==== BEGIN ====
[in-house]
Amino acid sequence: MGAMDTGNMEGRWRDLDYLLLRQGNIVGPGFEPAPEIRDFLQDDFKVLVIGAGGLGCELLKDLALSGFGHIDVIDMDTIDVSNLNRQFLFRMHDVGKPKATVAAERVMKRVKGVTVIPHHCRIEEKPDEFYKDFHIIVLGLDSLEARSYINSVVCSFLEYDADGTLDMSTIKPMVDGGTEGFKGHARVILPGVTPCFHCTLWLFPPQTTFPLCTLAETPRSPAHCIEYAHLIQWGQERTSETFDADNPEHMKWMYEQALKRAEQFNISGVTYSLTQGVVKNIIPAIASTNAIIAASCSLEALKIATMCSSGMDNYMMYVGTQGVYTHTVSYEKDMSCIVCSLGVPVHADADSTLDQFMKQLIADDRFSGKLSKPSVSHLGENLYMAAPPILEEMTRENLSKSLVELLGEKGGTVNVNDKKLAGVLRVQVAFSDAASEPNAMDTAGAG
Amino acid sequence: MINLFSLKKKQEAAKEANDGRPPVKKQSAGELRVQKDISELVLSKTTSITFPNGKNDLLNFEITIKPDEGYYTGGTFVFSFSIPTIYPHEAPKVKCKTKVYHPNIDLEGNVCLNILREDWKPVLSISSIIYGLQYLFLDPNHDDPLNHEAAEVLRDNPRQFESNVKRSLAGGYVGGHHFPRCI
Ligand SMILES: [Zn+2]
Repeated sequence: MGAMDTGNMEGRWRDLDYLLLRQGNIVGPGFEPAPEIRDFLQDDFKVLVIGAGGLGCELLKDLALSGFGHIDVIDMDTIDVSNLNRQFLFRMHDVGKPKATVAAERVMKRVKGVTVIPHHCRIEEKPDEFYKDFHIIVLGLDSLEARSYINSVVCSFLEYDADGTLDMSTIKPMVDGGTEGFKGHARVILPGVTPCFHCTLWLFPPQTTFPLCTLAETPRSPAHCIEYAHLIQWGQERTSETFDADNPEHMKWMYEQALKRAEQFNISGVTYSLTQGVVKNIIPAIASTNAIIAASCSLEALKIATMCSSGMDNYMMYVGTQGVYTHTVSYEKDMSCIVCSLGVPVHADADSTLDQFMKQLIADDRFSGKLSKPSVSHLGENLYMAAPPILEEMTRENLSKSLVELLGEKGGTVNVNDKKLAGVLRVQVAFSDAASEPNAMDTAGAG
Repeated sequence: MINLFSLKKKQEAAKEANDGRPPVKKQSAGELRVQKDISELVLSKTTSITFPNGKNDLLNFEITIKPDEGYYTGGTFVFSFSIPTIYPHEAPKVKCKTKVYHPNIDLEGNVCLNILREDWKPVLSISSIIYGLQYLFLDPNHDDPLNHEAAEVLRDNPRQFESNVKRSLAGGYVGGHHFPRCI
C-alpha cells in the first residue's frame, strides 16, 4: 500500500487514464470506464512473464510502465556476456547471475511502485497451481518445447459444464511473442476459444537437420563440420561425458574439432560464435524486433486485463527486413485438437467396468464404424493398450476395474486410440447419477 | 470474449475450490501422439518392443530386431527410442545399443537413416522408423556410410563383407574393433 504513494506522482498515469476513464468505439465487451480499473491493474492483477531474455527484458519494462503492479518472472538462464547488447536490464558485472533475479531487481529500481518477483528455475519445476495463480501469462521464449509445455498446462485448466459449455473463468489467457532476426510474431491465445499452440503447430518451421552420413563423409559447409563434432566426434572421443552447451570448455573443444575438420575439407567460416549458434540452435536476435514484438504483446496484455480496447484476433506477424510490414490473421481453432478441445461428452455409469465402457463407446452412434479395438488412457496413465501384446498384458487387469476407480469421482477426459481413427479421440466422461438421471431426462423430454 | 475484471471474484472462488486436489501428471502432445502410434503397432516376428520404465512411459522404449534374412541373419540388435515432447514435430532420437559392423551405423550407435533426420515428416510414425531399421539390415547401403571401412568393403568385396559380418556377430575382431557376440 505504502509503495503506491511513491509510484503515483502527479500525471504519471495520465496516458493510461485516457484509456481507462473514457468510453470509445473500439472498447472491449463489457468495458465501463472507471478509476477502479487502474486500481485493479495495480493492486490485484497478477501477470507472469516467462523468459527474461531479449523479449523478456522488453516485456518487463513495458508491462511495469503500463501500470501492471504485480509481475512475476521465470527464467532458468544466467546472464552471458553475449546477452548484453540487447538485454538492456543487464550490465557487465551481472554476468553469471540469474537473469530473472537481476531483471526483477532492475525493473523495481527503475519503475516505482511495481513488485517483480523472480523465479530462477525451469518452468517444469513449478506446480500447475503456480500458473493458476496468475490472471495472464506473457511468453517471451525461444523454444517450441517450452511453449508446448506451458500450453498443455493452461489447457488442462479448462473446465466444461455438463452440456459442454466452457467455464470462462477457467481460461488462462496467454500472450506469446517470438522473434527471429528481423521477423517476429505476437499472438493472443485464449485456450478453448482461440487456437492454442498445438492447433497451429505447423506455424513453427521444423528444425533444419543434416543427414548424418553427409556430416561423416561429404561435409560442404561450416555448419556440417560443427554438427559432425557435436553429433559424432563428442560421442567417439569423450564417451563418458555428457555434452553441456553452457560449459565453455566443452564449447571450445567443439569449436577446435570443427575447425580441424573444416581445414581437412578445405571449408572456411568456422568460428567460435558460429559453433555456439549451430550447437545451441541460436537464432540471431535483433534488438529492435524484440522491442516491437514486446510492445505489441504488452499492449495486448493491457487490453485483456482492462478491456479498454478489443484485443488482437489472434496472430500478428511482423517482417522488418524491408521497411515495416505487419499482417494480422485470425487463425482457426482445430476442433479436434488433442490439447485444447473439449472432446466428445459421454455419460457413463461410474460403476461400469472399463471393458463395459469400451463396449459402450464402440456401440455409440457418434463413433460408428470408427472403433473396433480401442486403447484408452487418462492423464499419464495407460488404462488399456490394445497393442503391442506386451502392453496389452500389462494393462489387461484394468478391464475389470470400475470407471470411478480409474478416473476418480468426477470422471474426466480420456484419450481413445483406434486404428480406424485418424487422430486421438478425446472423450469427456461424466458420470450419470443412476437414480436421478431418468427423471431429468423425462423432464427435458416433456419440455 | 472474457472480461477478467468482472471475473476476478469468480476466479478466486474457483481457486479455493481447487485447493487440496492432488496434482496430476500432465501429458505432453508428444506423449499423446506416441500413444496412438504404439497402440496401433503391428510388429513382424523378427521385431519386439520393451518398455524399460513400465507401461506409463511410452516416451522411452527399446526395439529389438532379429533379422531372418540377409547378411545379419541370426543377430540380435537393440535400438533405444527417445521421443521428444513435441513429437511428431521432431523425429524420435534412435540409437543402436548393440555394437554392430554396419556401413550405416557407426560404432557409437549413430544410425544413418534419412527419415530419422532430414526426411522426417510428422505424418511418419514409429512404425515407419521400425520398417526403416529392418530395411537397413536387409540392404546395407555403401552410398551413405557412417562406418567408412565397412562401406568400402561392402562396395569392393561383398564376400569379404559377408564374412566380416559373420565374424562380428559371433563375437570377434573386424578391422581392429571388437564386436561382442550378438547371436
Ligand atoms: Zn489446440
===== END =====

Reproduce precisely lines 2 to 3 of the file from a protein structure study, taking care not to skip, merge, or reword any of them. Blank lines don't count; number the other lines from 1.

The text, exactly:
Amino acid sequence: MGAMDTGNMEGRWRDLDYLLLRQGNIVGPGFEPAPEIRDFLQDDFKVLVIGAGGLGCELLKDLALSGFGHIDVIDMDTIDVSNLNRQFLFRMHDVGKPKATVAAERVMKRVKGVTVIPHHCRIEEKPDEFYKDFHIIVLGLDSLEARSYINSVVCSFLEYDADGTLDMSTIKPMVDGGTEGFKGHARVILPGVTPCFHCTLWLFPPQTTFPLCTLAETPRSPAHCIEYAHLIQWGQERTSETFDADNPEHMKWMYEQALKRAEQFNISGVTYSLTQGVVKNIIPAIASTNAIIAASCSLEALKIATMCSSGMDNYMMYVGTQGVYTHTVSYEKDMSCIVCSLGVPVHADADSTLDQFMKQLIADDRFSGKLSKPSVSHLGENLYMAAPPILEEMTRENLSKSLVELLGEKGGTVNVNDKKLAGVLRVQVAFSDAASEPNAMDTAGAG
Amino acid sequence: MINLFSLKKKQEAAKEANDGRPPVKKQSAGELRVQKDISELVLSKTTSITFPNGKNDLLNFEITIKPDEGYYTGGTFVFSFSIPTIYPHEAPKVKCKTKVYHPNIDLEGNVCLNILREDWKPVLSISSIIYGLQYLFLDPNHDDPLNHEAAEVLRDNPRQFESNVKRSLAGGYVGGHHFPRCI